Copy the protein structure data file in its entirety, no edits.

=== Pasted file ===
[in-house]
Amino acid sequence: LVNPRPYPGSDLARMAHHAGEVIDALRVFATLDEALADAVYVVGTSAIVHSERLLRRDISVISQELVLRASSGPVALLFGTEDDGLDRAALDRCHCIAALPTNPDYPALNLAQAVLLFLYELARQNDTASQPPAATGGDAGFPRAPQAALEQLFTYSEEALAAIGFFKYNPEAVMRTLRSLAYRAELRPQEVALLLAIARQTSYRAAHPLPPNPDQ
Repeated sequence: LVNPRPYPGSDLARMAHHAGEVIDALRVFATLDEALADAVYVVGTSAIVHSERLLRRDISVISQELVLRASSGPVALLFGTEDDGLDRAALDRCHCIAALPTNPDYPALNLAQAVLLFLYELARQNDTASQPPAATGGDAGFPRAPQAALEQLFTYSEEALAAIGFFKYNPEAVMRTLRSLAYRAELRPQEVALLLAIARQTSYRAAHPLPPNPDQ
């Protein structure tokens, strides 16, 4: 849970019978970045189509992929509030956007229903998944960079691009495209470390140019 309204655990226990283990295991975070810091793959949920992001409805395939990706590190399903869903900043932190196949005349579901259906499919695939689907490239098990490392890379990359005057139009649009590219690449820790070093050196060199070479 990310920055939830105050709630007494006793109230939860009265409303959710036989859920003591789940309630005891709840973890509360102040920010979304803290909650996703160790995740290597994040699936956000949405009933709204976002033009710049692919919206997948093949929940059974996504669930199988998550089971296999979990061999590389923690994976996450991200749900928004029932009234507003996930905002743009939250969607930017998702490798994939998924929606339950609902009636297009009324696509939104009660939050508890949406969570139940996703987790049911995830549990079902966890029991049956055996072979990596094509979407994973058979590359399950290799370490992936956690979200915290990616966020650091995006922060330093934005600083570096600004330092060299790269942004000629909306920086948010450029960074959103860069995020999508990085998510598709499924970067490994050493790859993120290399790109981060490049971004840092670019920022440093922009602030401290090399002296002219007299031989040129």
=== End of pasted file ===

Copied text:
[in-house]
Amino acid sequence: LVNPRPYPGSDLARMAHHAGEVIDALRVFATLDEALADAVYVVGTSAIVHSERLLRRDISVISQELVLRASSGPVALLFGTEDDGLDRAALDRCHCIAALPTNPDYPALNLAQAVLLFLYELARQNDTASQPPAATGGDAGFPRAPQAALEQLFTYSEEALAAIGFFKYNPEAVMRTLRSLAYRAELRPQEVALLLAIARQTSYRAAHPLPPNPDQ
Repeated sequence: LVNPRPYPGSDLARMAHHAGEVIDALRVFATLDEALADAVYVVGTSAIVHSERLLRRDISVISQELVLRASSGPVALLFGTEDDGLDRAALDRCHCIAALPTNPDYPALNLAQAVLLFLYELARQNDTASQPPAATGGDAGFPRAPQAALEQLFTYSEEALAAIGFFKYNPEAVMRTLRSLAYRAELRPQEVALLLAIARQTSYRAAHPLPPNPDQ
């Protein structure tokens, strides 16, 4: 849970019978970045189509992929509030956007229903998944960079691009495209470390140019 309204655990226990283990295991975070810091793959949920992001409805395939990706590190399903869903900043932190196949005349579901259906499919695939689907490239098990490392890379990359005057139009649009590219690449820790070093050196060199070479 990310920055939830105050709630007494006793109230939860009265409303959710036989859920003591789940309630005891709840973890509360102040920010979304803290909650996703160790995740290597994040699936956000949405009933709204976002033009710049692919919206997948093949929940059974996504669930199988998550089971296999979990061999590389923690994976996450991200749900928004029932009234507003996930905002743009939250969607930017998702490798994939998924929606339950609902009636297009009324696509939104009660939050508890949406969570139940996703987790049911995830549990079902966890029991049956055996072979990596094509979407994973058979590359399950290799370490992936956690979200915290990616966020650091995006922060330093934005600083570096600004330092060299790269942004000629909306920086948010450029960074959103860069995020999508990085998510598709499924970067490994050493790859993120290399790109981060490049971004840092670019920022440093922009602030401290090399002296002219007299031989040129």